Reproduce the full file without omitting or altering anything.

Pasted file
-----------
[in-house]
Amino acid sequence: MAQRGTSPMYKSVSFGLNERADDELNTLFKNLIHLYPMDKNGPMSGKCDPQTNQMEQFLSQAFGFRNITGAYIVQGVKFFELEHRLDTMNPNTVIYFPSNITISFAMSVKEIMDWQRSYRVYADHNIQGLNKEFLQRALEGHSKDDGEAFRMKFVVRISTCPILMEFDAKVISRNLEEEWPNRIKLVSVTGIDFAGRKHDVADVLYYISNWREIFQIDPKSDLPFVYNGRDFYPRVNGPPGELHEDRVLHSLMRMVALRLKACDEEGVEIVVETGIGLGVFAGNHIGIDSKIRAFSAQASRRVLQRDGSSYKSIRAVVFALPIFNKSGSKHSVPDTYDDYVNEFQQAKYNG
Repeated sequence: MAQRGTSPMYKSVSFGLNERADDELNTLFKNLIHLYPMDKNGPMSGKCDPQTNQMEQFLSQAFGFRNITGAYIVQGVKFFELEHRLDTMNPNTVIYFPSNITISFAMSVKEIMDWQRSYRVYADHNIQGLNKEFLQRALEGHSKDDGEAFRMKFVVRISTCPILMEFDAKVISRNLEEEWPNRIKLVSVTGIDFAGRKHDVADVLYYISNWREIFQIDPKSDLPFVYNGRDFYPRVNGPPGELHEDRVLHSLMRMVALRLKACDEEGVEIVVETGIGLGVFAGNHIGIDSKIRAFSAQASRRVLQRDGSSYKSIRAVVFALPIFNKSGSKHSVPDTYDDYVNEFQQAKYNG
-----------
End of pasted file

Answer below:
[in-house]
Amino acid sequence: MAQRGTSPMYKSVSFGLNERADDELNTLFKNLIHLYPMDKNGPMSGKCDPQTNQMEQFLSQAFGFRNITGAYIVQGVKFFELEHRLDTMNPNTVIYFPSNITISFAMSVKEIMDWQRSYRVYADHNIQGLNKEFLQRALEGHSKDDGEAFRMKFVVRISTCPILMEFDAKVISRNLEEEWPNRIKLVSVTGIDFAGRKHDVADVLYYISNWREIFQIDPKSDLPFVYNGRDFYPRVNGPPGELHEDRVLHSLMRMVALRLKACDEEGVEIVVETGIGLGVFAGNHIGIDSKIRAFSAQASRRVLQRDGSSYKSIRAVVFALPIFNKSGSKHSVPDTYDDYVNEFQQAKYNG
Repeated sequence: MAQRGTSPMYKSVSFGLNERADDELNTLFKNLIHLYPMDKNGPMSGKCDPQTNQMEQFLSQAFGFRNITGAYIVQGVKFFELEHRLDTMNPNTVIYFPSNITISFAMSVKEIMDWQRSYRVYADHNIQGLNKEFLQRALEGHSKDDGEAFRMKFVVRISTCPILMEFDAKVISRNLEEEWPNRIKLVSVTGIDFAGRKHDVADVLYYISNWREIFQIDPKSDLPFVYNGRDFYPRVNGPPGELHEDRVLHSLMRMVALRLKACDEEGVEIVVETGIGLGVFAGNHIGIDSKIRAFSAQASRRVLQRDGSSYKSIRAVVFALPIFNKSGSKHSVPDTYDDYVNEFQQAKYNG